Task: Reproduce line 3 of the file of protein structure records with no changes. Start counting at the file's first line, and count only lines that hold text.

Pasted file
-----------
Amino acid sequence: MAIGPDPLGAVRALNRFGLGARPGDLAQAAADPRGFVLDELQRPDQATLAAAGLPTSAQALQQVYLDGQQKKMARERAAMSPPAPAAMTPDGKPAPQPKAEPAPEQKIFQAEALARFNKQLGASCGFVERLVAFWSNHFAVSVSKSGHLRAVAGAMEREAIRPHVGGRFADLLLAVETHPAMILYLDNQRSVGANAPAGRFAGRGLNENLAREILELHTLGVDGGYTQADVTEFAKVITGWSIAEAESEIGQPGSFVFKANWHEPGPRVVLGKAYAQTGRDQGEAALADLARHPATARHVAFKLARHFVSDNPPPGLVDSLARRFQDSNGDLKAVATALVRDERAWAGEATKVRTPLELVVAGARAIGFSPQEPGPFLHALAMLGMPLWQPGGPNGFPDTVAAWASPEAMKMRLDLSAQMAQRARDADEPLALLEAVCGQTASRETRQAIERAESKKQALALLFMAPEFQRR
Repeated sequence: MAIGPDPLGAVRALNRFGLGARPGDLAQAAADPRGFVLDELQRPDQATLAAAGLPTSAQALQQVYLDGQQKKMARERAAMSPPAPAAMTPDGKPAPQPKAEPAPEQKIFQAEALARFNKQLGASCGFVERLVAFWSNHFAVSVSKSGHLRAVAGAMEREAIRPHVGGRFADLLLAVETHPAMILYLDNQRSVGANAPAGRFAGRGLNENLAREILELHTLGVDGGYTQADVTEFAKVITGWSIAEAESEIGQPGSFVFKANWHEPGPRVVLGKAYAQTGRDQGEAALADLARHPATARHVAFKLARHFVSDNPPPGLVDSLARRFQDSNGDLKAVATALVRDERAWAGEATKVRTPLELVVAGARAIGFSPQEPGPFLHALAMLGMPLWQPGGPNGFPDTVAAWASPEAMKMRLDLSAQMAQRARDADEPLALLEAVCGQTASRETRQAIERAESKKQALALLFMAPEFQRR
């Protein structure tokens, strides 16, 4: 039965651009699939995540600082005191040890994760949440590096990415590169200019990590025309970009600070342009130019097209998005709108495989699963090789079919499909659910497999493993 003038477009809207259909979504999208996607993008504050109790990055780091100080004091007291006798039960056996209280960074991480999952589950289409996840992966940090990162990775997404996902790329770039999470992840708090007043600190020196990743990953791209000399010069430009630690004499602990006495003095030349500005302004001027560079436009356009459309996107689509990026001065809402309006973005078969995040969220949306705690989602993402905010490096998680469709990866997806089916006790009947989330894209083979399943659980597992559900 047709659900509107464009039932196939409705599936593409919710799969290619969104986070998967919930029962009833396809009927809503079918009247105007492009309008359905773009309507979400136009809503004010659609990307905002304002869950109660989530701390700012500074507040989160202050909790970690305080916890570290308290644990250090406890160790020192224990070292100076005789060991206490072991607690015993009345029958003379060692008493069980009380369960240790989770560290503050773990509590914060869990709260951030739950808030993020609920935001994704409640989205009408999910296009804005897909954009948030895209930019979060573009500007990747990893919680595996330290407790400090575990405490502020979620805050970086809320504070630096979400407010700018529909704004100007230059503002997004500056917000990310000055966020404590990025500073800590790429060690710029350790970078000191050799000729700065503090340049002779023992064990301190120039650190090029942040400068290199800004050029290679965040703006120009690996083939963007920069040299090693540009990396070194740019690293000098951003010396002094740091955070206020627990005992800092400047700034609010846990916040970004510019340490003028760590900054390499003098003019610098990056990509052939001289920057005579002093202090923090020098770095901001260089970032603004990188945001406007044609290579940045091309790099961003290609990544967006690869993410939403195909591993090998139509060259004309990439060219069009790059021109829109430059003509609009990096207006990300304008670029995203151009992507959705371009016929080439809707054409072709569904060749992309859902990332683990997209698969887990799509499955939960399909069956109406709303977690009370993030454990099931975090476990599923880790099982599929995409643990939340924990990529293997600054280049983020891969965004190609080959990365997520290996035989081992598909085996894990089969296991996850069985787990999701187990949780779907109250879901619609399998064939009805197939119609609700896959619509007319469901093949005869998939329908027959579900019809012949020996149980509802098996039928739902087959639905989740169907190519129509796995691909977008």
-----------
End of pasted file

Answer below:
């Protein structure tokens, strides 16, 4: 039965651009699939995540600082005191040890994760949440590096990415590169200019990590025309970009600070342009130019097209998005709108495989699963090789079919499909659910497999493993 003038477009809207259909979504999208996607993008504050109790990055780091100080004091007291006798039960056996209280960074991480999952589950289409996840992966940090990162990775997404996902790329770039999470992840708090007043600190020196990743990953791209000399010069430009630690004499602990006495003095030349500005302004001027560079436009356009459309996107689509990026001065809402309006973005078969995040969220949306705690989602993402905010490096998680469709990866997806089916006790009947989330894209083979399943659980597992559900 047709659900509107464009039932196939409705599936593409919710799969290619969104986070998967919930029962009833396809009927809503079918009247105007492009309008359905773009309507979400136009809503004010659609990307905002304002869950109660989530701390700012500074507040989160202050909790970690305080916890570290308290644990250090406890160790020192224990070292100076005789060991206490072991607690015993009345029958003379060692008493069980009380369960240790989770560290503050773990509590914060869990709260951030739950808030993020609920935001994704409640989205009408999910296009804005897909954009948030895209930019979060573009500007990747990893919680595996330290407790400090575990405490502020979620805050970086809320504070630096979400407010700018529909704004100007230059503002997004500056917000990310000055966020404590990025500073800590790429060690710029350790970078000191050799000729700065503090340049002779023992064990301190120039650190090029942040400068290199800004050029290679965040703006120009690996083939963007920069040299090693540009990396070194740019690293000098951003010396002094740091955070206020627990005992800092400047700034609010846990916040970004510019340490003028760590900054390499003098003019610098990056990509052939001289920057005579002093202090923090020098770095901001260089970032603004990188945001406007044609290579940045091309790099961003290609990544967006690869993410939403195909591993090998139509060259004309990439060219069009790059021109829109430059003509609009990096207006990300304008670029995203151009992507959705371009016929080439809707054409072709569904060749992309859902990332683990997209698969887990799509499955939960399909069956109406709303977690009370993030454990099931975090476990599923880790099982599929995409643990939340924990990529293997600054280049983020891969965004190609080959990365997520290996035989081992598909085996894990089969296991996850069985787990999701187990949780779907109250879901619609399998064939009805197939119609609700896959619509007319469901093949005869998939329908027959579900019809012949020996149980509802098996039928739902087959639905989740169907190519129509796995691909977008």